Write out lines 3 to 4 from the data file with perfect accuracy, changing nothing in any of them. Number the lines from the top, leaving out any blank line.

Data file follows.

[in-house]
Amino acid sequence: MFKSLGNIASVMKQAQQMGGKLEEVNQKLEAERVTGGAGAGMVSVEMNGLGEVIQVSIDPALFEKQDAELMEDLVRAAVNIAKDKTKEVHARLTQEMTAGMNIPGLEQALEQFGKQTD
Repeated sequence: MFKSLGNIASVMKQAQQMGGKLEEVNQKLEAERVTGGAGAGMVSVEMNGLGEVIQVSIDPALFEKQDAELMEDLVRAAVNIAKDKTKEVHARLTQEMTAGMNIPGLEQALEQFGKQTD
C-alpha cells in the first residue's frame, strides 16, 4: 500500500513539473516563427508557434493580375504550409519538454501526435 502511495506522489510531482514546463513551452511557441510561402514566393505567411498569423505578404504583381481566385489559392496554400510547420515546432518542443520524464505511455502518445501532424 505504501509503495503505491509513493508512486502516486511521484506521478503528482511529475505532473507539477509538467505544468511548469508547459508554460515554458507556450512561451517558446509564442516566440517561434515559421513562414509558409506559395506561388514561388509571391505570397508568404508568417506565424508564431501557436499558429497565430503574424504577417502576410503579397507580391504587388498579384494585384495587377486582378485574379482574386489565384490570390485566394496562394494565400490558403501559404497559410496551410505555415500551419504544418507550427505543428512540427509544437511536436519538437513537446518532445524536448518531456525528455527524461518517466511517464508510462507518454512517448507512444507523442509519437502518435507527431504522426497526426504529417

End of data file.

Repeated sequence: MFKSLGNIASVMKQAQQMGGKLEEVNQKLEAERVTGGAGAGMVSVEMNGLGEVIQVSIDPALFEKQDAELMEDLVRAAVNIAKDKTKEVHARLTQEMTAGMNIPGLEQALEQFGKQTD
C-alpha cells in the first residue's frame, strides 16, 4: 500500500513539473516563427508557434493580375504550409519538454501526435 502511495506522489510531482514546463513551452511557441510561402514566393505567411498569423505578404504583381481566385489559392496554400510547420515546432518542443520524464505511455502518445501532424 505504501509503495503505491509513493508512486502516486511521484506521478503528482511529475505532473507539477509538467505544468511548469508547459508554460515554458507556450512561451517558446509564442516566440517561434515559421513562414509558409506559395506561388514561388509571391505570397508568404508568417506565424508564431501557436499558429497565430503574424504577417502576410503579397507580391504587388498579384494585384495587377486582378485574379482574386489565384490570390485566394496562394494565400490558403501559404497559410496551410505555415500551419504544418507550427505543428512540427509544437511536436519538437513537446518532445524536448518531456525528455527524461518517466511517464508510462507518454512517448507512444507523442509519437502518435507527431504522426497526426504529417